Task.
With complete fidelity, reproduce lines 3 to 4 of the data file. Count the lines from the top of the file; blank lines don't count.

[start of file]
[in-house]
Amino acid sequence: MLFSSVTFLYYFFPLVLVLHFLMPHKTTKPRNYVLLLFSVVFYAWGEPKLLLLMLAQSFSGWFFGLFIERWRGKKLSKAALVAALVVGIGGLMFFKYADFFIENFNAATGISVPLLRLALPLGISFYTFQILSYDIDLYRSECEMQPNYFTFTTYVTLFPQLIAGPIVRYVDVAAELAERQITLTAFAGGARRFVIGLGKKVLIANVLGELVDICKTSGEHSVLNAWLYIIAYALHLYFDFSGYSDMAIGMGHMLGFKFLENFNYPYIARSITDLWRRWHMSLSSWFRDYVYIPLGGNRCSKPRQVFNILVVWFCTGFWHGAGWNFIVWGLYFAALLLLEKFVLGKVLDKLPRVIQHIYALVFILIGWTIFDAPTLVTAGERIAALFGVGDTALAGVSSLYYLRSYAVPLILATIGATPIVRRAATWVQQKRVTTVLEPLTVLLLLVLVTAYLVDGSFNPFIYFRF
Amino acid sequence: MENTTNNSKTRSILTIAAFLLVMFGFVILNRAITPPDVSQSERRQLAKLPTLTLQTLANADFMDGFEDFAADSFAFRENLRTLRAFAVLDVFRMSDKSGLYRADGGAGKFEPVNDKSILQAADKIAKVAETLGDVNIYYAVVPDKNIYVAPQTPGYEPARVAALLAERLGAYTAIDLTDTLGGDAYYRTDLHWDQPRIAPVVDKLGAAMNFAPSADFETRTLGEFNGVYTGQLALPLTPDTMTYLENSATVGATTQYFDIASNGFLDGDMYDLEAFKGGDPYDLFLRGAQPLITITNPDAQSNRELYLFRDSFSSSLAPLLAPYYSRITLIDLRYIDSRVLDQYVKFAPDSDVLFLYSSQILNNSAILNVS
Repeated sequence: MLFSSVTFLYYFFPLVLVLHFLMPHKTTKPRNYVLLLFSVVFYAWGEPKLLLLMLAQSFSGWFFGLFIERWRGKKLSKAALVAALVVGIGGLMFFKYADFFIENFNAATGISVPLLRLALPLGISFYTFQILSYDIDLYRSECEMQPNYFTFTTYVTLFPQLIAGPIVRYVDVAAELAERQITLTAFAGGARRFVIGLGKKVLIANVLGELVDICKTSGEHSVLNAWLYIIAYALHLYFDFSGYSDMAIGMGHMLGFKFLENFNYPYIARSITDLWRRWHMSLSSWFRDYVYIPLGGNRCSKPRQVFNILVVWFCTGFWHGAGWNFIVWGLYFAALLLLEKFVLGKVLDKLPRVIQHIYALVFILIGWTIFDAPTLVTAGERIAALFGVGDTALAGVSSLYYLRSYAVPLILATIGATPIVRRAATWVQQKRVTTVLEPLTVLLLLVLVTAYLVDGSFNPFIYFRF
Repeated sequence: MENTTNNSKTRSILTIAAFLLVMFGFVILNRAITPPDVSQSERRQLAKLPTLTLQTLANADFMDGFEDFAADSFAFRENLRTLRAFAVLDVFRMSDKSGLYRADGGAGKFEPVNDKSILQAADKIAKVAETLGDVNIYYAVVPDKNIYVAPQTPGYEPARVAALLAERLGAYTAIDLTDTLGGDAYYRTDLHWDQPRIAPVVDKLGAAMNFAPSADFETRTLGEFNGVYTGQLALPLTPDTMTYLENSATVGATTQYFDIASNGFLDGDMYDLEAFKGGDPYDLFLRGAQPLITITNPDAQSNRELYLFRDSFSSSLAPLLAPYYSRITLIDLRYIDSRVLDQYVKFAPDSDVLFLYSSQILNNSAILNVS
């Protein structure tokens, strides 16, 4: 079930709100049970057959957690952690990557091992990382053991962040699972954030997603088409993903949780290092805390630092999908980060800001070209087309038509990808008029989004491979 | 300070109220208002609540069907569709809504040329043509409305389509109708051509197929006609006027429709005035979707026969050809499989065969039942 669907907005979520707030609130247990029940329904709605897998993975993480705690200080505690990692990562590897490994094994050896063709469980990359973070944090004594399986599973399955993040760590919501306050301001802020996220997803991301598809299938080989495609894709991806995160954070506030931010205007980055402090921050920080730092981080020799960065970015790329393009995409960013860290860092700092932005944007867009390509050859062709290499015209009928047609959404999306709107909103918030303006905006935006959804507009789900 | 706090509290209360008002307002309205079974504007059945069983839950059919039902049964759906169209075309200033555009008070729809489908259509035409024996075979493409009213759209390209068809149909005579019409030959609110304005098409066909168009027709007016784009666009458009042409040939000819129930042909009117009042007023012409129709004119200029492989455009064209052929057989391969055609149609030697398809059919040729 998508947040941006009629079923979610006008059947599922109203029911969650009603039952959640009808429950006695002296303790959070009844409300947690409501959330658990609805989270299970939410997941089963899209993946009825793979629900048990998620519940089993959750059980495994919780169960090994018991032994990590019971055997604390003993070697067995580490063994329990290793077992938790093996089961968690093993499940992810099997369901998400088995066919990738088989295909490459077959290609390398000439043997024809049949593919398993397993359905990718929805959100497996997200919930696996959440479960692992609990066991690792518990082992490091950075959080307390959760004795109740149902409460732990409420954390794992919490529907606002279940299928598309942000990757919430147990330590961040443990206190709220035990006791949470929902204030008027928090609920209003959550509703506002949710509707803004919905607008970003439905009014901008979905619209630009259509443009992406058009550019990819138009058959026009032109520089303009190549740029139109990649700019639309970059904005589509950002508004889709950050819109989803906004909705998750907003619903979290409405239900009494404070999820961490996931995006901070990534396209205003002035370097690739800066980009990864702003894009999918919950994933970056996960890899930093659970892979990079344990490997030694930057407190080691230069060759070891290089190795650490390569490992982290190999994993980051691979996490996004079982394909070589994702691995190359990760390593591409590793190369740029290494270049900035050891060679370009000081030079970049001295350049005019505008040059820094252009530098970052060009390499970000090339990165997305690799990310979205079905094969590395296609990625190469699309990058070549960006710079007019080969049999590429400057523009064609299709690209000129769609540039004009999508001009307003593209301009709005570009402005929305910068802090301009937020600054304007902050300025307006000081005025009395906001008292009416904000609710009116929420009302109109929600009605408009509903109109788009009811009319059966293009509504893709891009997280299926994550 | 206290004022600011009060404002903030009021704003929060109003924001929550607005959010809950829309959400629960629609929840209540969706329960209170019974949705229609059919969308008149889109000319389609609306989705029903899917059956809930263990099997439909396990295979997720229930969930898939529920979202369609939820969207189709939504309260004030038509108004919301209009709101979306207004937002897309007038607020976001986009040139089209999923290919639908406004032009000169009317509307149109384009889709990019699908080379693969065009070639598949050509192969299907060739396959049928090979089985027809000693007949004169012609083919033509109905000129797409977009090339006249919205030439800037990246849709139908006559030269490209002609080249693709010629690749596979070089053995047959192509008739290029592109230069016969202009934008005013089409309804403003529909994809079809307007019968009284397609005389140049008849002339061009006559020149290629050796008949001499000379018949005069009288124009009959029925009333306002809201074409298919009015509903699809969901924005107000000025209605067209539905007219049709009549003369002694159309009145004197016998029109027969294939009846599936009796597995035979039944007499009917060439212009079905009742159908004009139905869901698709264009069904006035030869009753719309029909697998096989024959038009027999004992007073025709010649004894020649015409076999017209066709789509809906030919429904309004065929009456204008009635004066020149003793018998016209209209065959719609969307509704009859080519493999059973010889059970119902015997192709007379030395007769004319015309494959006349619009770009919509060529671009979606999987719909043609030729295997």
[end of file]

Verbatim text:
Amino acid sequence: MENTTNNSKTRSILTIAAFLLVMFGFVILNRAITPPDVSQSERRQLAKLPTLTLQTLANADFMDGFEDFAADSFAFRENLRTLRAFAVLDVFRMSDKSGLYRADGGAGKFEPVNDKSILQAADKIAKVAETLGDVNIYYAVVPDKNIYVAPQTPGYEPARVAALLAERLGAYTAIDLTDTLGGDAYYRTDLHWDQPRIAPVVDKLGAAMNFAPSADFETRTLGEFNGVYTGQLALPLTPDTMTYLENSATVGATTQYFDIASNGFLDGDMYDLEAFKGGDPYDLFLRGAQPLITITNPDAQSNRELYLFRDSFSSSLAPLLAPYYSRITLIDLRYIDSRVLDQYVKFAPDSDVLFLYSSQILNNSAILNVS
Repeated sequence: MLFSSVTFLYYFFPLVLVLHFLMPHKTTKPRNYVLLLFSVVFYAWGEPKLLLLMLAQSFSGWFFGLFIERWRGKKLSKAALVAALVVGIGGLMFFKYADFFIENFNAATGISVPLLRLALPLGISFYTFQILSYDIDLYRSECEMQPNYFTFTTYVTLFPQLIAGPIVRYVDVAAELAERQITLTAFAGGARRFVIGLGKKVLIANVLGELVDICKTSGEHSVLNAWLYIIAYALHLYFDFSGYSDMAIGMGHMLGFKFLENFNYPYIARSITDLWRRWHMSLSSWFRDYVYIPLGGNRCSKPRQVFNILVVWFCTGFWHGAGWNFIVWGLYFAALLLLEKFVLGKVLDKLPRVIQHIYALVFILIGWTIFDAPTLVTAGERIAALFGVGDTALAGVSSLYYLRSYAVPLILATIGATPIVRRAATWVQQKRVTTVLEPLTVLLLLVLVTAYLVDGSFNPFIYFRF